Corn planting now is 85% complete in the 18 leading states, with just 10 percentage points added between May 10 and 17 as weather slowed progress, as expected. However, that’s still 10 points ahead of the prior-five-year average. Iowa farmers have 92% of their planned acres in the ground, compared with 84% on average. At 85%, Nebraskans have fallen two points behind their average, while South Dakotans are far ahead of their 66% average at 83% complete.
Fifty-six percent of corn has emerged in the 18 states, compared with an average of 40%. In Iowa, 63% is up versus an average of 44%; Nebraska, 54% versus 40% and South Dakota, 46%, more than double the average 21%. In general, that means earlier pollination, reducing the risk of hot, dry weather at that critical time period and favoring better yields.
However, cool, wet weather the past 10 days, including snow on May 9-10, and this week’s cold snap have some producers in the northern portion of South Dakota concerned, according to our crop insurance specialists there. Some corn was planted three weeks ago and still has not broken ground. A growing point below surface is safer from freeze damage, but not a good harbinger if the seed isn’t viable. Almost no field work has been done the past 10 days and while South Dakotans have planted 46% of planned soybean acres against an average 21%, little planting is complete in the northernmost reaches of Farm Credit Services of America’s territory. Iowa has 51% planted against a 45% average, but Nebraska, which also has been wet, is at 41%, 10 points behind average. In the 18 leading states, 45% of beans have been planted; the average is 36%.
South Dakota growers have seeded most of their spring wheat. It is 97% planted, while the average is 89%. In the six leading states, 94% is in, almost 30 points ahead of the 65% average. Emergence also is ahead of normal, at 77% in South Dakota and 67% in the six states, where the five-year average is only 38%.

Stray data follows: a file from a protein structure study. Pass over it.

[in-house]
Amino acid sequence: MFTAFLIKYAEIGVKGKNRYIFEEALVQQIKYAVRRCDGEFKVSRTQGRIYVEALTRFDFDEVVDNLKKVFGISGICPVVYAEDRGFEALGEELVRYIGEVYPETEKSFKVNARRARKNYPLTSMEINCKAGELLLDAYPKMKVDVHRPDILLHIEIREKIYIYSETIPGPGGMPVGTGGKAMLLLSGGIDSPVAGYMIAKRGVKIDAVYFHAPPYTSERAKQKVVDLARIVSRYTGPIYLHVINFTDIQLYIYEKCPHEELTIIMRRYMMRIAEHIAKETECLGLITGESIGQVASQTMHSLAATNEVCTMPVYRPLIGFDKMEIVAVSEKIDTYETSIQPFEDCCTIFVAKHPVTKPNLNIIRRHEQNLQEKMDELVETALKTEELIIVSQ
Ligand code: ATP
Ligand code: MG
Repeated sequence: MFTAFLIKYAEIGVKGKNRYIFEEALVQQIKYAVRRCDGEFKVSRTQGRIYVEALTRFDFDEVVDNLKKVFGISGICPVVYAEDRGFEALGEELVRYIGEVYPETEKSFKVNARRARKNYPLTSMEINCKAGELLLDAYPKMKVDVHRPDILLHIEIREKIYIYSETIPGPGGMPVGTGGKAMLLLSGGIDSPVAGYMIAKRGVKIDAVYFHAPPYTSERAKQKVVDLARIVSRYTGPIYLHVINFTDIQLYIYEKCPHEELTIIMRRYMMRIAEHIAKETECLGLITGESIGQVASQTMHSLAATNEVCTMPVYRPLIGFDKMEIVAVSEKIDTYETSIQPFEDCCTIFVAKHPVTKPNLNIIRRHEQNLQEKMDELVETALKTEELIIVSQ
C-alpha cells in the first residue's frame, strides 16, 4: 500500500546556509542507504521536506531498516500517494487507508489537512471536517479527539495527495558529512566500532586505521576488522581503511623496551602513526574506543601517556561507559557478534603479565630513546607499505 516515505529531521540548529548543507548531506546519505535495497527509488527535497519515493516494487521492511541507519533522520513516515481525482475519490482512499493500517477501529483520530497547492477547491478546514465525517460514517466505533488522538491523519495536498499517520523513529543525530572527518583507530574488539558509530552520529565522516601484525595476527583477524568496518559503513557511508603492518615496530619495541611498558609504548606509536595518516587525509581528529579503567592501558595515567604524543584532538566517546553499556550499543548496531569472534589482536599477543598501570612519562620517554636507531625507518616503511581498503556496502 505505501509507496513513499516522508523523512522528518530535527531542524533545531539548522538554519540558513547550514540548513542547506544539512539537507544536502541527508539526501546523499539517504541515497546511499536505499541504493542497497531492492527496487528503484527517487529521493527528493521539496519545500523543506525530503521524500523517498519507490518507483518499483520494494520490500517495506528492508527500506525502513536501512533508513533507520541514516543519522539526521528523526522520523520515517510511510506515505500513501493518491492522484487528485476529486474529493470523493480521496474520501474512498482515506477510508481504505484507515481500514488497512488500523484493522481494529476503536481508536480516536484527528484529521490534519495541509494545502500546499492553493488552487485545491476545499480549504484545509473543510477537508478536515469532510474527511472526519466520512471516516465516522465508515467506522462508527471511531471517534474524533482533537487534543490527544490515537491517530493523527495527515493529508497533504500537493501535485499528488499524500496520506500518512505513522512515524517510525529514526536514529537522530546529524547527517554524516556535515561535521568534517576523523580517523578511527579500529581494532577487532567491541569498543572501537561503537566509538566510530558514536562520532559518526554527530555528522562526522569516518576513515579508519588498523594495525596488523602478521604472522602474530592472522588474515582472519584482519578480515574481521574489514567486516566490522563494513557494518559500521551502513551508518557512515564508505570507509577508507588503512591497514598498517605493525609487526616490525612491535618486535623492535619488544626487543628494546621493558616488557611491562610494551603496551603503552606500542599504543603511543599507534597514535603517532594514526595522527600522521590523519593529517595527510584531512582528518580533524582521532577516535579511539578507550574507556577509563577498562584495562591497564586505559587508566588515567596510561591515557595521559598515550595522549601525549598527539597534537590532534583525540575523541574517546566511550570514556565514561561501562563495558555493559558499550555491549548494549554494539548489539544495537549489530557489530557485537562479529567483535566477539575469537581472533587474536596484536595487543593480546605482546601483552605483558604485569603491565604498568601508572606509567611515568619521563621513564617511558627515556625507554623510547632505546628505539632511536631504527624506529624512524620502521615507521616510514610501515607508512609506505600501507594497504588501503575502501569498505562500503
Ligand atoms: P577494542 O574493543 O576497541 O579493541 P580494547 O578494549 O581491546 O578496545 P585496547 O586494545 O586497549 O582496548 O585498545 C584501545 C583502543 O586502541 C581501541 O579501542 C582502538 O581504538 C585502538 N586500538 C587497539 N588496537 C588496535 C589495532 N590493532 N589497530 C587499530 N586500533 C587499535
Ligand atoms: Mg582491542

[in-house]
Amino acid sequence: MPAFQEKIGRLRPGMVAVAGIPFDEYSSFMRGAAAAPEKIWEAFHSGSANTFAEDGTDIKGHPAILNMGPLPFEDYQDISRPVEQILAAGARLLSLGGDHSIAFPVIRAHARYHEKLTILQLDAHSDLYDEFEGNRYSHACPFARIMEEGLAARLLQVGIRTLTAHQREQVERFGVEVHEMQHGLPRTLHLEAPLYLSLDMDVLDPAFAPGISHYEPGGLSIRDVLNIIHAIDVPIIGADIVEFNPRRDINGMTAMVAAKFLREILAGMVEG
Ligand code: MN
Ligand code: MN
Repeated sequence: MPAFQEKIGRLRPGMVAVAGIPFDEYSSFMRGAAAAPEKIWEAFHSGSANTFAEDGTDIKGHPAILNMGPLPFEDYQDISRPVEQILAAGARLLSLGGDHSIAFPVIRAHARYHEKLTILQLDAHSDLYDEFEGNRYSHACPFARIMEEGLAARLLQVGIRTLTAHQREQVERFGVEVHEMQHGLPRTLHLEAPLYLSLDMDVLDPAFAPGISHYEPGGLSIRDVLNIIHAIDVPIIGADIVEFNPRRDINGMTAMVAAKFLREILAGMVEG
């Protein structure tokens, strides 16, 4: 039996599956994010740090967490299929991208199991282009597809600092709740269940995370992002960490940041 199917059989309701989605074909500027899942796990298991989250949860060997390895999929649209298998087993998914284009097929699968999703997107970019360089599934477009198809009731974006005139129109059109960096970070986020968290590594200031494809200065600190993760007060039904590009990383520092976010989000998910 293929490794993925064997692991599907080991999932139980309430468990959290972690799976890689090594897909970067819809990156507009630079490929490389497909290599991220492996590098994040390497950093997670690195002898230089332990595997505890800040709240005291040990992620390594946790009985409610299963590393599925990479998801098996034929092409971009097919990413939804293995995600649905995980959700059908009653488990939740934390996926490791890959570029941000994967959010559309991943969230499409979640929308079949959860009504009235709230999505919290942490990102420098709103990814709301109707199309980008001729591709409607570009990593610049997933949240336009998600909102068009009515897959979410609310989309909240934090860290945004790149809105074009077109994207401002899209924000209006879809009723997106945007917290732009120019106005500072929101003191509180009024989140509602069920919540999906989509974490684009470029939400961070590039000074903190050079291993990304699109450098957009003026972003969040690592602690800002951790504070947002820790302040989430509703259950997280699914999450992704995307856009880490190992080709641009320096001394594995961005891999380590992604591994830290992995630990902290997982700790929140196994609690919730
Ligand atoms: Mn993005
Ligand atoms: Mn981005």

Prior to the final planting date (see “Corn Planting Well Along as Final Planting Dates Approach,” posted May 12), producers who believe they need to replant due to non-emergence or who see damage from the recent cold weather should contact their insurance agent immediately, advises Doug Burns, FCSAmerica vice president of insurance. “If replanting occurs without prior release from the insurance company, any potential indemnity payment is jeopardized,” Burns said.
As mentioned in the May 12 article, a few of the basic rules regarding replanting include:
- The crop must be appraised and released by the insurance company before replanting.
- The appraised crop potential must be less than 90% of the guarantee.
- Damage must have been due to an insurable cause of loss.
- To receive a replant payment, the first planting must have been after the initial crop insurance planting date.
- Replanting must be the same crop in the same physical location.
- Acreage replanted must be at least the lesser of 20 acres or 20% of the unit.
- The coverage cannot be Catastrophic Loss Coverage (CAT).